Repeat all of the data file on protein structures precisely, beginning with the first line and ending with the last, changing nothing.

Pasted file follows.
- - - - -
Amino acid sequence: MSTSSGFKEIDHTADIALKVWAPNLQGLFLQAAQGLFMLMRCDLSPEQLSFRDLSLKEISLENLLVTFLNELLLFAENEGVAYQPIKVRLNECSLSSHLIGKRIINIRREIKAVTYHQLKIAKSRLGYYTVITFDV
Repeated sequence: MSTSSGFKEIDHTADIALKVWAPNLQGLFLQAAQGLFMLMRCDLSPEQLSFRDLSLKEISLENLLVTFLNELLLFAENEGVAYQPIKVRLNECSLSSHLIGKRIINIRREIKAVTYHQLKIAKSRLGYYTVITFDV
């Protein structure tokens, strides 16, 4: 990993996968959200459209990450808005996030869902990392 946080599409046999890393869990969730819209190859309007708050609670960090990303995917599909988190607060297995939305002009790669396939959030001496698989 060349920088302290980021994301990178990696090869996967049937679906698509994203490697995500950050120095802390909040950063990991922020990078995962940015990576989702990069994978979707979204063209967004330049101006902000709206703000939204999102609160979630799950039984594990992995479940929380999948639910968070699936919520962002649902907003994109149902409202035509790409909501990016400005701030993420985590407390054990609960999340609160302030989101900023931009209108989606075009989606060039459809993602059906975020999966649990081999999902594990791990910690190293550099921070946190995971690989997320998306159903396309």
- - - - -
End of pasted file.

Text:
Amino acid sequence: MSTSSGFKEIDHTADIALKVWAPNLQGLFLQAAQGLFMLMRCDLSPEQLSFRDLSLKEISLENLLVTFLNELLLFAENEGVAYQPIKVRLNECSLSSHLIGKRIINIRREIKAVTYHQLKIAKSRLGYYTVITFDV
Repeated sequence: MSTSSGFKEIDHTADIALKVWAPNLQGLFLQAAQGLFMLMRCDLSPEQLSFRDLSLKEISLENLLVTFLNELLLFAENEGVAYQPIKVRLNECSLSSHLIGKRIINIRREIKAVTYHQLKIAKSRLGYYTVITFDV
């Protein structure tokens, strides 16, 4: 990993996968959200459209990450808005996030869902990392 946080599409046999890393869990969730819209190859309007708050609670960090990303995917599909988190607060297995939305002009790669396939959030001496698989 060349920088302290980021994301990178990696090869996967049937679906698509994203490697995500950050120095802390909040950063990991922020990078995962940015990576989702990069994978979707979204063209967004330049101006902000709206703000939204999102609160979630799950039984594990992995479940929380999948639910968070699936919520962002649902907003994109149902409202035509790409909501990016400005701030993420985590407390054990609960999340609160302030989101900023931009209108989606075009989606060039459809993602059906975020999966649990081999999902594990791990910690190293550099921070946190995971690989997320998306159903396309």